Jessi Mallory "One kind moment I can recall... I was about 11 years old. My Father took me to McDonald's in Bangor one day. It was a treat then, as we didn't have much money. He ordered at the drive thru, and his car died. I can't imagine the feeling my Father had, as we didn't have much money, and he knew we'd have to get the car towed. An older man and his wife were behind us. The man talked to my Father as he helped to push the car out of the drive thru and into a parking spot. My Dad thanked him and walked to the window to pay for the food and the man said, "I've taken care of it." My Dad thanked him and grabbed the food we'd ordered. My Father gave me my Happy Meal and we sat on the curb to eat. I'm sure my Father was trying to figure out how to get our car to a shop, while I ate. The older man and his wife pulled in next to us. He told my Dad that he'd called a tow company to come take us and our car to a nearby shop. My Dad sprang up and said, "Thank you so much, but I can't afford a tow." The man said, "I took care of it." My Father, being the humble type and not able to accept help easily, told him that he really didn't have to do that " The man's wife told us that her husband lived for things like this. The tow truck came, and took us and the car to a shop. We saw the man and his wife follow us in. The man told the mechanics to figure out what was wrong and fix it. He wanted to pay for the repairs. My Father was blown away, as was I. No one had been so kind before. We didn't expect this. We were used to not living on much. A dead car meant a hard road ahead. The man and his wife smiled the whole time, chatted with us, laughed, paid the bill... My Dad asked for his address so he could send him money towards the bill. The man smiled and said, "You've already paid me back." I'll never forget it. I learned then what true, selfless help felt like. I've spent my life helping the less fortunate. 🙂"
Greg Miller "Long story ... 2001 when my kids were still both attending Asa Adams my hot water boiler quit and as a single father I was barely making ends meet. I was using a space heater and whatever wood I could scrounge up for heat. One day in December I got a call from the school principle saying she had someone that wanted to do something for a family and would it be okay if she sent someone in to check the boiler. Well got the call later and sure enough it was no longer viable and replacement was more than the individual wanted to pay. My response was "that's okay I didn't really expect it to be, but thanks for thinking of me" . Later that day I got another call. F. W. Webb donated a boiler and the crew at Irving energy donated their time they started working on removing the boiler at 5 that evening and we had heat (a full tank of oil was also donated) going by 11. It doesn't end there though. A couple days later the principle calls again to tell me I should probably stop by the house before picking up my kids at daycare. I walked into the house and in the living room around the Christmas tree was loaded with gifts for the kids. Needless to say I was floored. I never asked for any of that. To this day I do what little I can to give back (or pay it forward)."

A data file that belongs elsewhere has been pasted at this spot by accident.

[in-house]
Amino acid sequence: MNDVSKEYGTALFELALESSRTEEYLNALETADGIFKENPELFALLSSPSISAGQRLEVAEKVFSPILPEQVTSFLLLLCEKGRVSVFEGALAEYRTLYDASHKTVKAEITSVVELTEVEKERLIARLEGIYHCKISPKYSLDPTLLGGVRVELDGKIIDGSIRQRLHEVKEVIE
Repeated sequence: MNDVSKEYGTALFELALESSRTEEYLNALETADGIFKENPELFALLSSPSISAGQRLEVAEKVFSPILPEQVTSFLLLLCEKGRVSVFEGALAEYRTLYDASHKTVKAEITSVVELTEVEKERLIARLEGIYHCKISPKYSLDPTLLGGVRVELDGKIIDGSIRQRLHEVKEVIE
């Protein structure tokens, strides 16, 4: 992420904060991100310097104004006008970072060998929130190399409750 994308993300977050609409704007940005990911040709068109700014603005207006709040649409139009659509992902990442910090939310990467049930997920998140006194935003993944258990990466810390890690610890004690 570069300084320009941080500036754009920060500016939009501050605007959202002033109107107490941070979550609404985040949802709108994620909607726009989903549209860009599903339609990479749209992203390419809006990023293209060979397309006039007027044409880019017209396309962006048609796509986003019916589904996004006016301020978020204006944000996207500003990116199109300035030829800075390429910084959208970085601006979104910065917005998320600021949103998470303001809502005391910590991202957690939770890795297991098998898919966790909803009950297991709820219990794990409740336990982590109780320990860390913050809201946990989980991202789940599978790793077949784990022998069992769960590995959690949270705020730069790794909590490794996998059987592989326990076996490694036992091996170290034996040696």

What we loved most about the comments was Wendy sharing her story about Maine energy, and Maine energy responding to her about how happy they were to help! How cool is that!! Check it out below:

Wendy Clewley On Valentines day I got a surprise knock on the door from Maine Energy Inc. along with flowers chocolates & the local news crew.I got a free fuel delivery & that was just the most kindness thing ever to help me. I was on tv too...
And Maine Energy Inc. responded too....Wendy Clewley I was so happy to be able to deliver that to you. It is one of the best days of the year for me as well. Seeing the smiles  and surprise tickles the heart!